According to Brookings, 45 percent of international students complete their OPT in the region where their school is located.

For example, 85 percent of those who attend schools in and around New York City find OPT positions locally.

Rounding out the top five metropolitan areas with OPT employees are:

  • Seattle-Tacoma-Bellevue (84 percent)
  • Honolulu (83 percent)
  • Los Angeles (78 percent)
  • Boston (72 percent)

According to Pew, 53 percent of OPT applicants are STEM graduates—those who studied science, technology, engineering, or mathematics. Since April 2008, STEM graduates have been eligible to apply for a 17-month OPT extension, which had already been extended to 24 months for STEM graduates in 2016. These extensions are in addition to the traditional 12 months of OPT.

Since August 2018, there is another advantage that OPT STEM majors can enjoy: As long as they are a valid employee, their employer can place them off-site. For example, they can be employed by a New York-based entity and sent to a third-party client’s work site in San Francisco.

Related Reading

Employment Options for Students on an F-1 Visa

OPT Application Timeline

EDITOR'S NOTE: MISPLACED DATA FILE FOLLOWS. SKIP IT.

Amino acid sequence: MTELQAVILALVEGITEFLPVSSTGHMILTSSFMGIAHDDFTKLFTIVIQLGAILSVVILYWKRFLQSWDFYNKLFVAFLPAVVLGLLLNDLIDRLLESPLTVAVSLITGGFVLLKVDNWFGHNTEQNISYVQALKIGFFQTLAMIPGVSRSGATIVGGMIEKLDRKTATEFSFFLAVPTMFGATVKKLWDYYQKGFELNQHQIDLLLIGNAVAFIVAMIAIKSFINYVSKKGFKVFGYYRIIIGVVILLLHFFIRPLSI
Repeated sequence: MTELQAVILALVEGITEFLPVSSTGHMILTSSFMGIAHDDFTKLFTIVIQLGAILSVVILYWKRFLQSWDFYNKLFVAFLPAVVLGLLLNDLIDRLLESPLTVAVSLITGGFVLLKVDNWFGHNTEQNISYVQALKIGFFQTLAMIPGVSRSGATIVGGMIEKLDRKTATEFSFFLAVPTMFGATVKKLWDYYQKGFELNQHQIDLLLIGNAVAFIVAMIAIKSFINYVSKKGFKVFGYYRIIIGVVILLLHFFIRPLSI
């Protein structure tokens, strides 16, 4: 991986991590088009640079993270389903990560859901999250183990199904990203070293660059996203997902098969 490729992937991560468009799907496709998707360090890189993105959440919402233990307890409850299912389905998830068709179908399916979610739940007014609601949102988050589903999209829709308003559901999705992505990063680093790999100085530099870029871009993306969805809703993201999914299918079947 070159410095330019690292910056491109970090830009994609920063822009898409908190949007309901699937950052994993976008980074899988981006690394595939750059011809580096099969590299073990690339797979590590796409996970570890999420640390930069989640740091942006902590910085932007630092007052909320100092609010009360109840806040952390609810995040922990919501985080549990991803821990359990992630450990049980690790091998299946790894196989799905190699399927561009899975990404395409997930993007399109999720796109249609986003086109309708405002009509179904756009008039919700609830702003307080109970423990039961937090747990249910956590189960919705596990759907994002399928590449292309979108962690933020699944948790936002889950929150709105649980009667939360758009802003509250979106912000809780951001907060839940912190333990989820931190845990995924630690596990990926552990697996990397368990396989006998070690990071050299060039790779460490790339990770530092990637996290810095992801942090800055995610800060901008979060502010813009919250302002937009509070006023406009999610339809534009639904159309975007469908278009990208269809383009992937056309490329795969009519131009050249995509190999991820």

Completing the OPT application and submitting it to U.S. Citizenship and Immigration Services (USCIS) takes time and requires paperwork. You absolutely can’t miss deadlines. However, you can submit your application either before or after graduation. In light of the processing delays, starting before graduation makes more sense.

The earliest date you can submit the application is 90 days before your graduation date (the last day of the final quarter). Within 60 days of your graduation date, your application must arrive at USCIS—otherwise you will miss the deadline.

It will take USCIS at least 90 days to process your application. As stated earlier, applicants are now encountering processing times of up to five months. If you wait too long, you might be unable to acquire a summer job. If you already have an internship or job lined up, a delay in OPT processing could put your commitments at risk.

Remember that once the government approves your application, you will still need a Social Security number to start work in the U.S. You should consider the time it will take to apply for and obtain your SSN. This will give you a more realistic timeline for finding a job after graduation.

Final Tips for International Students

Here are some tips to help you decide whether Optional Practical Training is the right choice for you:

  • OPT is a great way to obtain work experience in the U.S. Even if you plan to return to your home country, future employers are likely to value your work experience in the U.S.
  • If you are seeking a local job opportunity, start networking with alumni and professors. They are usually receptive and helpful to students.
  • Find employers who value your international status. Start with the metro areas mentioned above, even if you did not go to school there.
  • Be decisive and apply early!

Keep Reading

Your Student Visa Work Options During and After School

Understanding Visas to Study and Work in the U.S.

Xiao Lu

Xiao Lu is a Marketing Associate at World Education Services.